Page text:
NHL Cancels Board of Governors Meeting

Friday, January 7th 2005, 8:59 am
By: News On 6

NEW YORK (AP) _ After labor negotiations broke down last month, there was nothing left for the NHL and the players' association to talk about. Now the league doesn't even have any news to share with its board of governors.

A meeting scheduled for next week between commissioner Gary Bettman and executives from all 30 teams was called off Thursday because the planned update session proved to be pointless.

``Since there has been no progress since we scheduled it, it's not surprising that we chose to cancel it,'' NHL chief legal officer Bill Daly told The Associated Press on Thursday night.

Owners and players haven't sat down at the bargaining table since last month, when the sides met twice within six days.

``There was clearly a hope, if not an expectation, that we'd be further along than we are,'' Daly said. ``We were hopeful that progress could continue to be made, that hopefully the union would come forward with a new proposal.

``I think that is appropriate given the fact that they rejected our counterproposal after only a matter of hours of consideration. The fact that they didn't is unfortunate.''

The board of governors hasn't met since September, when Bettman imposed the lockout that reached its 113th day on Thursday and has forced the cancellation of 571 regular-season games and the 2005 All-Star game.

There was speculation that Bettman might emerge from next Friday's scheduled meeting either with an announcement that this season had been called off, or with a final date for saving the season.

``There's not going to be a drop-dead date,'' Daly said. ``We believe the only important thing is a negotiated agreement that will work for the sport and the industry long-term.

``When we're past the point of no return, I think an appropriate announcement will be made. But we're not going to give that announcement in advance.''

There were also rumors that the NHL might have come up with a new proposal that it wanted to run by the board of governors before presenting it to the players. Daly dispelled that notion.

No North American sports league has lost an entire season to a labor dispute, but the NHL is moving dangerously close to becoming the first.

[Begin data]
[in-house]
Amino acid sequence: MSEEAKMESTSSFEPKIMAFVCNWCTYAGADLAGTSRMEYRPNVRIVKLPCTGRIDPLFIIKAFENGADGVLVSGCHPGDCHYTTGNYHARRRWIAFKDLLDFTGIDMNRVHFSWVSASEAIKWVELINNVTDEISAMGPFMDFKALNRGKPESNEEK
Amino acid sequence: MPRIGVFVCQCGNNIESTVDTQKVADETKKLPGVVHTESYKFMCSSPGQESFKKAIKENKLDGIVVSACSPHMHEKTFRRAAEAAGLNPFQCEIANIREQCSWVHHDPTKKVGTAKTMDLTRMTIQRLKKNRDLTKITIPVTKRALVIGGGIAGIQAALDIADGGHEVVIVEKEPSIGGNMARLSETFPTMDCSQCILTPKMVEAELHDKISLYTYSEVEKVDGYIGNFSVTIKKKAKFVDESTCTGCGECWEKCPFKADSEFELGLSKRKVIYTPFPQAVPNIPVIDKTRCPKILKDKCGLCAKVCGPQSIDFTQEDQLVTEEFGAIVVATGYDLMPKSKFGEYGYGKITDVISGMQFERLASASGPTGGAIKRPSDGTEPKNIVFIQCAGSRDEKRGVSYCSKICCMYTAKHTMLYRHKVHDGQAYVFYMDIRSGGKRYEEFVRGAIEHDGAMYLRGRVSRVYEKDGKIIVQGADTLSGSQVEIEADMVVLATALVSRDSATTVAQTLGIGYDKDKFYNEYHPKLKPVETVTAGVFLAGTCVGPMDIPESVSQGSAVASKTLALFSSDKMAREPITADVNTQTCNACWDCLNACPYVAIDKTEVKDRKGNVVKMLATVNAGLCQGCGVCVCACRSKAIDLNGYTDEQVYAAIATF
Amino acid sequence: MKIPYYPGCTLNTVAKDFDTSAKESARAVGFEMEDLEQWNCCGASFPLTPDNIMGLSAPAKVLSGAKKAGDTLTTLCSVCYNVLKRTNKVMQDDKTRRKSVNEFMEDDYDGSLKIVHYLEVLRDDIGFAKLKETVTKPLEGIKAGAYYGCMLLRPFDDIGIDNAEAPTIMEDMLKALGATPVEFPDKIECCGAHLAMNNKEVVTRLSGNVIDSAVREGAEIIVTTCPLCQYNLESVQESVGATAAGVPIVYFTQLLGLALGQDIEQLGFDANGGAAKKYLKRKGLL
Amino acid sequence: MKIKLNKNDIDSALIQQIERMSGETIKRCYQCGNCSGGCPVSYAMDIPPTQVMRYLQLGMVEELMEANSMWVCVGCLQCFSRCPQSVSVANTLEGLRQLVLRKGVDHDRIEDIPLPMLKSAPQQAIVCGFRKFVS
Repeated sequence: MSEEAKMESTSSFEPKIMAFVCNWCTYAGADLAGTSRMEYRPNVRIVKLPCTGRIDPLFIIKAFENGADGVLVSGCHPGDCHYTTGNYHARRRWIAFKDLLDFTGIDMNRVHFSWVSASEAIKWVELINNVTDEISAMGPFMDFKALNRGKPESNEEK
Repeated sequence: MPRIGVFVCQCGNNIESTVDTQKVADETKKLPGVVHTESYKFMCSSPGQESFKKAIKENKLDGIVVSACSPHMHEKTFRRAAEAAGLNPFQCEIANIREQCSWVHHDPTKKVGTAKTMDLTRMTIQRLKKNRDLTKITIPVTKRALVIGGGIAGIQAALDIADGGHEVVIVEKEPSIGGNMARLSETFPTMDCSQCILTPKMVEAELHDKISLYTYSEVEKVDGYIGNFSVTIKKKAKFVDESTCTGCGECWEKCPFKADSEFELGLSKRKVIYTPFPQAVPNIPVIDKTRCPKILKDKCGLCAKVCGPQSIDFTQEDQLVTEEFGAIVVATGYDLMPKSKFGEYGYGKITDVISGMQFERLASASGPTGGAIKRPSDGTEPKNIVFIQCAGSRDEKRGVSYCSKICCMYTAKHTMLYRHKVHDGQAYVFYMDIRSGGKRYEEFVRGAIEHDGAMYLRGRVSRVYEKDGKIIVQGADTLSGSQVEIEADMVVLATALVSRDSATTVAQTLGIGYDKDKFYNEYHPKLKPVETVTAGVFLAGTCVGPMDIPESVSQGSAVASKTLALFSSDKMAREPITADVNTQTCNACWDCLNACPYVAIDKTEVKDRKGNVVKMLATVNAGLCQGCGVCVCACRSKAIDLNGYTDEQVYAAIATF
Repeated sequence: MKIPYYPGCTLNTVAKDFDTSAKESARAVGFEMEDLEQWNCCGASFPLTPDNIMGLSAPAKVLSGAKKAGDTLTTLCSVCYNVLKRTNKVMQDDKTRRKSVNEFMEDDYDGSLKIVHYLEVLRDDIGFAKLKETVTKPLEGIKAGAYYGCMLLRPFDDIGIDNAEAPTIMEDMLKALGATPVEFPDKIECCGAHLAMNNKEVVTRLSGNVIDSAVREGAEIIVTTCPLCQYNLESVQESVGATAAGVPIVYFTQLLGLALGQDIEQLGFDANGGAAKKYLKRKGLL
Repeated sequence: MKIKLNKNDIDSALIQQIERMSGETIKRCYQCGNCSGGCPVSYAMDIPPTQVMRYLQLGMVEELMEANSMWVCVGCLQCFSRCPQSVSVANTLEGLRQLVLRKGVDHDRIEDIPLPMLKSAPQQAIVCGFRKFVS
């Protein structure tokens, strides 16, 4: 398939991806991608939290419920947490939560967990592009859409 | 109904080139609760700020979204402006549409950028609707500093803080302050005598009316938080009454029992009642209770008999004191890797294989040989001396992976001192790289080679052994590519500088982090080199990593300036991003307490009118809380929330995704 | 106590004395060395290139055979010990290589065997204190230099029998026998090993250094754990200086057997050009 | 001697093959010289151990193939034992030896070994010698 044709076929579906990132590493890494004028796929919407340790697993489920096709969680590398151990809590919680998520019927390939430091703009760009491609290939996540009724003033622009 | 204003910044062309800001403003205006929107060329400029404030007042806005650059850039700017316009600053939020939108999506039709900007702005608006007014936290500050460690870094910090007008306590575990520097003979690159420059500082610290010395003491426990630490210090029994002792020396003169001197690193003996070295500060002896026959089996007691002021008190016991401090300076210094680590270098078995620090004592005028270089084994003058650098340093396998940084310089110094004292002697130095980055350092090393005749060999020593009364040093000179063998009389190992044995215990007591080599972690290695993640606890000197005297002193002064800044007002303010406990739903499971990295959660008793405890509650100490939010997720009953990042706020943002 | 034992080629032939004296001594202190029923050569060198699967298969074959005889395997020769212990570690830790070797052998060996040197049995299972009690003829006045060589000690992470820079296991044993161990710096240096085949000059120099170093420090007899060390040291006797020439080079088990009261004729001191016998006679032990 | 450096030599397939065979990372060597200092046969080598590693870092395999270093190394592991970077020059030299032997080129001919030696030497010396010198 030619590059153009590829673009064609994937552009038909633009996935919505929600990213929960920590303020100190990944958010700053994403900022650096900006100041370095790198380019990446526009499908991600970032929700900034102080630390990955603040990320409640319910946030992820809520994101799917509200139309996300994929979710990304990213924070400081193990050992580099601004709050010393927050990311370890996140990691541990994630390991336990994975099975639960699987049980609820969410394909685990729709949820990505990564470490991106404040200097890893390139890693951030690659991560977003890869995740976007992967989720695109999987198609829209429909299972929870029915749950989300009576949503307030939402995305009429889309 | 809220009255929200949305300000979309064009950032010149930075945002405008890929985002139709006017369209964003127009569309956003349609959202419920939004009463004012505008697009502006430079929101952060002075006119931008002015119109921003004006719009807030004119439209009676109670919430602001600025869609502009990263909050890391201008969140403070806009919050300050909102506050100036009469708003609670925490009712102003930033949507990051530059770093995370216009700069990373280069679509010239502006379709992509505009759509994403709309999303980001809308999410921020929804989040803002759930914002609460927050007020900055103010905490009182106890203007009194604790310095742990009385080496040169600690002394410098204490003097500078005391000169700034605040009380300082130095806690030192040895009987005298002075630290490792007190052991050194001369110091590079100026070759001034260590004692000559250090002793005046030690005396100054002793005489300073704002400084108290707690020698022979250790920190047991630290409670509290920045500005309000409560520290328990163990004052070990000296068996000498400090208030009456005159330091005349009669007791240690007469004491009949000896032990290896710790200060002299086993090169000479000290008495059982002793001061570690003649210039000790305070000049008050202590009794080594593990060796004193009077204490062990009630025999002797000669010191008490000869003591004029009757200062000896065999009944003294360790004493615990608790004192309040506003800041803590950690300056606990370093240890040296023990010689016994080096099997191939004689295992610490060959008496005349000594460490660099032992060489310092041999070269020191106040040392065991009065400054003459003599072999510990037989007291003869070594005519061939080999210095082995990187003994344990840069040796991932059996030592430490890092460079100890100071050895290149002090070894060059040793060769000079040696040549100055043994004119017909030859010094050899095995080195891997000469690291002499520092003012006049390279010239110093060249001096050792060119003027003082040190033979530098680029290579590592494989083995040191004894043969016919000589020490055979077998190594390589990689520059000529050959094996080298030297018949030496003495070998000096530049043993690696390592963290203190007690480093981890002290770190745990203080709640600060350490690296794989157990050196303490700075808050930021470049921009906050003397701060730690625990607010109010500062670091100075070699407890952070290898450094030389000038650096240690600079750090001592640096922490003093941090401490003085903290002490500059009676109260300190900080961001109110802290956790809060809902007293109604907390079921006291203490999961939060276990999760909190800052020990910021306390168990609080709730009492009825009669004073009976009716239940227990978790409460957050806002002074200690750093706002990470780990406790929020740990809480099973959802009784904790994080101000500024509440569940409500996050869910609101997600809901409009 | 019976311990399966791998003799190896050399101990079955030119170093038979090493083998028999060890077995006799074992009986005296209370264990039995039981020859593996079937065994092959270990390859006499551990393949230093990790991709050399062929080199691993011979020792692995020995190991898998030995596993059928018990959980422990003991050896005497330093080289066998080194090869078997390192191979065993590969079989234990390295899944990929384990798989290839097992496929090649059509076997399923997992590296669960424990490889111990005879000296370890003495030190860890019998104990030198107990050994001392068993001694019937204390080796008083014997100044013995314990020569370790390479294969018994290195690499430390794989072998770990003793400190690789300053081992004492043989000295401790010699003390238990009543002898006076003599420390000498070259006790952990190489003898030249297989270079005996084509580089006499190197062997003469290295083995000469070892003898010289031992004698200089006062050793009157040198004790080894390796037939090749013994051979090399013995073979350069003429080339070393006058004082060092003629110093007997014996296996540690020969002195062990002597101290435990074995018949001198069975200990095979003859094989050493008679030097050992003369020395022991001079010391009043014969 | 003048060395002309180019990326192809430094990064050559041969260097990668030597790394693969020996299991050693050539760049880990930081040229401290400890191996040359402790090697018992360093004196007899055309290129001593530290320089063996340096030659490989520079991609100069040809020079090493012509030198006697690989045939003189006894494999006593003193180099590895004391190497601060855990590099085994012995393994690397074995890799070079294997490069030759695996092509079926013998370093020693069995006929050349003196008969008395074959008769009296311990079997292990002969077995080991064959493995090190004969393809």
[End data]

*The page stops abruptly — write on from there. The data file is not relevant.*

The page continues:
The sides traded barbs, saying the other was responsible for keeping the game shut down.

``I don't know of anyone who believes that the NHL has made one bona fide proposal aimed at a settlement that could work for both sides,'' NHLPA senior director Ted Saskin said. ``Collective bargaining negotiations should involve reasonable attempts by both parties to find middle ground. To date, the NHL has not given us any signal that they're prepared to negotiate a compromise that can work for both sides. If this process is to move forward, it is now up to the NHL to make a proposal that would be of interest to the players.''

Not so, says Daly.

``It's been the union that has steadfastly refused to negotiate in good faith over the last six years to correct an economic system that clearly has not worked and has endangered the future of the sport,'' he said.

If the NHL's idea was to pressure the players' association to come up with a new offer in a last-ditch effort to save the season, it didn't appear to work.

``I'm sure the reason it was called off was there was no reason to have a meeting,'' said Devils general manager Lou Lamoriello, New Jersey's representative on the board of governors. ``Our commissioner never has a meeting just for the sake of having a meeting.''

The players' association got talks restarted in December, after three months of silence, with a proposal centered on a 24 percent salary rollback on existing contracts. Owners rejected that plan and countered with a salary-cap structured offer.

The NHLPA quickly turned that down and remained adamant that it would never accept a salary cap. The union's offer featured a luxury tax and revenue-sharing system.

Bettman said he has no interest in any kind of luxury tax.

``I'm not going to say that it's out of the question that we would reach out to them because, obviously, we want to forge a new agreement,'' Daly said. ``But it doesn't sit with us to have to come back and negotiate against ourselves.''

During the last lockout that disrupted the 1994-95 season, an agreement was reached on Jan. 11, 1995, allowing for a 48-game season that began nine days later.

If the season is wiped out, it would mark the first time in 86 years that the Stanley Cup wasn't awarded. A flu epidemic canceled the 1919 final series between Montreal and Seattle.